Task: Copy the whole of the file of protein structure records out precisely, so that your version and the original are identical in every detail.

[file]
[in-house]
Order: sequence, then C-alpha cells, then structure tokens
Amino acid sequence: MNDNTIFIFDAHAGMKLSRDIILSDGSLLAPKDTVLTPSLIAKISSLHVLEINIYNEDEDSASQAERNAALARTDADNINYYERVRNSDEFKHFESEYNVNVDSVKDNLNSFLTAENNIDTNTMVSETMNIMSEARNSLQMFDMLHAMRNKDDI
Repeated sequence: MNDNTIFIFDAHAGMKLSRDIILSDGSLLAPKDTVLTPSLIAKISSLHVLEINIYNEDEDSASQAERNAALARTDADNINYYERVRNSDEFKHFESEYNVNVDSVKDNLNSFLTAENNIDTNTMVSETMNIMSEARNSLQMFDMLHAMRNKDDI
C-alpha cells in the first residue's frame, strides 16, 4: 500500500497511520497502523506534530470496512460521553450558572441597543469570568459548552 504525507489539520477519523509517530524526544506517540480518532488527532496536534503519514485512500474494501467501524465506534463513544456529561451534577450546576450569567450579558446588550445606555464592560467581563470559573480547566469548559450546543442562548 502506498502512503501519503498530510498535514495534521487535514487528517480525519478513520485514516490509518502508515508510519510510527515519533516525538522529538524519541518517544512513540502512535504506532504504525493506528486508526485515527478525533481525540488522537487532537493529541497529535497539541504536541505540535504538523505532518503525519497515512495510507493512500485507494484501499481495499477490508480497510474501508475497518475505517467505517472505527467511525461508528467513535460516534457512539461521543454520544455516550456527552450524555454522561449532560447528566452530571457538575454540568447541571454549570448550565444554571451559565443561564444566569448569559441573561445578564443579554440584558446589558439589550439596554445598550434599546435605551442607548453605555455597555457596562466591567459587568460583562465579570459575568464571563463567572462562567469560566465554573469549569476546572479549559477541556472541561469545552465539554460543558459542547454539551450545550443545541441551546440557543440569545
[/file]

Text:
[in-house]
Order: sequence, then C-alpha cells, then structure tokens
Amino acid sequence: MNDNTIFIFDAHAGMKLSRDIILSDGSLLAPKDTVLTPSLIAKISSLHVLEINIYNEDEDSASQAERNAALARTDADNINYYERVRNSDEFKHFESEYNVNVDSVKDNLNSFLTAENNIDTNTMVSETMNIMSEARNSLQMFDMLHAMRNKDDI
Repeated sequence: MNDNTIFIFDAHAGMKLSRDIILSDGSLLAPKDTVLTPSLIAKISSLHVLEINIYNEDEDSASQAERNAALARTDADNINYYERVRNSDEFKHFESEYNVNVDSVKDNLNSFLTAENNIDTNTMVSETMNIMSEARNSLQMFDMLHAMRNKDDI
C-alpha cells in the first residue's frame, strides 16, 4: 500500500497511520497502523506534530470496512460521553450558572441597543469570568459548552 504525507489539520477519523509517530524526544506517540480518532488527532496536534503519514485512500474494501467501524465506534463513544456529561451534577450546576450569567450579558446588550445606555464592560467581563470559573480547566469548559450546543442562548 502506498502512503501519503498530510498535514495534521487535514487528517480525519478513520485514516490509518502508515508510519510510527515519533516525538522529538524519541518517544512513540502512535504506532504504525493506528486508526485515527478525533481525540488522537487532537493529541497529535497539541504536541505540535504538523505532518503525519497515512495510507493512500485507494484501499481495499477490508480497510474501508475497518475505517467505517472505527467511525461508528467513535460516534457512539461521543454520544455516550456527552450524555454522561449532560447528566452530571457538575454540568447541571454549570448550565444554571451559565443561564444566569448569559441573561445578564443579554440584558446589558439589550439596554445598550434599546435605551442607548453605555455597555457596562466591567459587568460583562465579570459575568464571563463567572462562567469560566465554573469549569476546572479549559477541556472541561469545552465539554460543558459542547454539551450545550443545541441551546440557543440569545